Statement of the Problem
Chlorination of water or wastewater is performed to destroy microbiological organisms and also to oxidize nitrogen or sulphur compounds, metals and organic substances. Chlorine will form hypochlorous acid (HOCl) and hypochlorite ion (OCl-) upon introduction to water. The relative percentage of these forms of free chlorine are pH dependent, as shown in Figure 1.
Although the object of disinfection is the destruction of pathogenic organisms, the dosage of chlorine available for disinfection may be affected by the presence of other oxidizable matter that may exert a demand above the demand from pathogens.
Surface water treatment plants may experience a variable incoming concentration of natural organic matter (NOM) in the form of organic acids. These organic acids may only be partially removed during the treatment process, leaving a variable concentration in the water entering the primary disinfection process. Flow pacing alone may not assure that the necessary free chlorine residual has been established for the required contact period.
Analysis of free chlorine in the effluent from the primary chlorine contact basin is one strategy for control. This information is fed back to a controller, which adjusts the chlorine feed rate to maintain a target concentration in the effluent. It is important that the analytical technique be able to detect free chlorine (as opposed to combined chlorine). If there is a long contact time, feed back control may not provide a satisfactory response to variable demand conditions.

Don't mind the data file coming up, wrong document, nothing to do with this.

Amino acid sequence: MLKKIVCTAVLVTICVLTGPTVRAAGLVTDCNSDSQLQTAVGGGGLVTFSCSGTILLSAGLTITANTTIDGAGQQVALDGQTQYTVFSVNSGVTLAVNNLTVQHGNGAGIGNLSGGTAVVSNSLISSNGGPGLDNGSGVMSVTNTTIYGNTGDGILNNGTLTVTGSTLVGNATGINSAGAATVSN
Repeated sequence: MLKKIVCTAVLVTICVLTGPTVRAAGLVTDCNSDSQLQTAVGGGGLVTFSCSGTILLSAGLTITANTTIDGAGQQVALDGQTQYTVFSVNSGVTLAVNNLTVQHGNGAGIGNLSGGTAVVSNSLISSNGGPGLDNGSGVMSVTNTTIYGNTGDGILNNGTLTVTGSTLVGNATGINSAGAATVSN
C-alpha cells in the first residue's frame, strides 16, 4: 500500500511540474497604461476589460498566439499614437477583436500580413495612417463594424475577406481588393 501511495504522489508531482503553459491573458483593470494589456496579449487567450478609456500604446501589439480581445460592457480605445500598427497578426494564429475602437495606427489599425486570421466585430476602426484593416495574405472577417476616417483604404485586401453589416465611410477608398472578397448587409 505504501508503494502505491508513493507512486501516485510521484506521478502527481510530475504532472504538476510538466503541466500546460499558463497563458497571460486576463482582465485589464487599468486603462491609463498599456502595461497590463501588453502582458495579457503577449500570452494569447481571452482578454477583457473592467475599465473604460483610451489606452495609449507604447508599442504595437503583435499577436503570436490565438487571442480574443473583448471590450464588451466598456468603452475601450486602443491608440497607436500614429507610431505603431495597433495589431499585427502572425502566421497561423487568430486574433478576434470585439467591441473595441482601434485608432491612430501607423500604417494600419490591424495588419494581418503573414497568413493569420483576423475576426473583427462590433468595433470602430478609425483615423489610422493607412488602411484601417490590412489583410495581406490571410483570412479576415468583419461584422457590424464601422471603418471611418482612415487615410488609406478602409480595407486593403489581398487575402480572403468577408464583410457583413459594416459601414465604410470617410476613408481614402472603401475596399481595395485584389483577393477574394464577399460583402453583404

Where there is a variable demand from oxidizable material other than pathogens, another strategy is to monitor the incoming concentration of oxidizable material and use this information for feed forward or compound loop control of the chlorine feed rate.
In water, NOM can be detected directly by ChemScan. In wastewater, substantial demand can also be exerted from nitrite (NO2), which is another parameter ChemScan can detect without reagents.
Hypochlorite ion has a strong absorbance signature in the ultraviolet wavelength range with a peak absorbance at 292 nm, while Hypochlorous acid has a weaker absorbance signature with a peak at 236 nm. As the pH of the sample is altered, the absorbance signature will rotate at 254 nm as the form of free chlorine is exchanged between HOCl and OCl- forms, as shown in Figure 2.
The ChemScan Process Analyzer uses multiple wavelength light absorbance data to characterize the concentration of free chlorine in a sample of known or stable pH. If the pH is not known or is variable, sample pH can be adjusted to the 4-5 range, where HOCl is 100% of the form or to the 10+ range where OCl- is 100% of the form.
Multiple wavelength absorbance can also be used to measure organics, nutrients or metals that may be present in the influent to chlorination process in order to calculate the effect that these constituents may have on the chlorination process.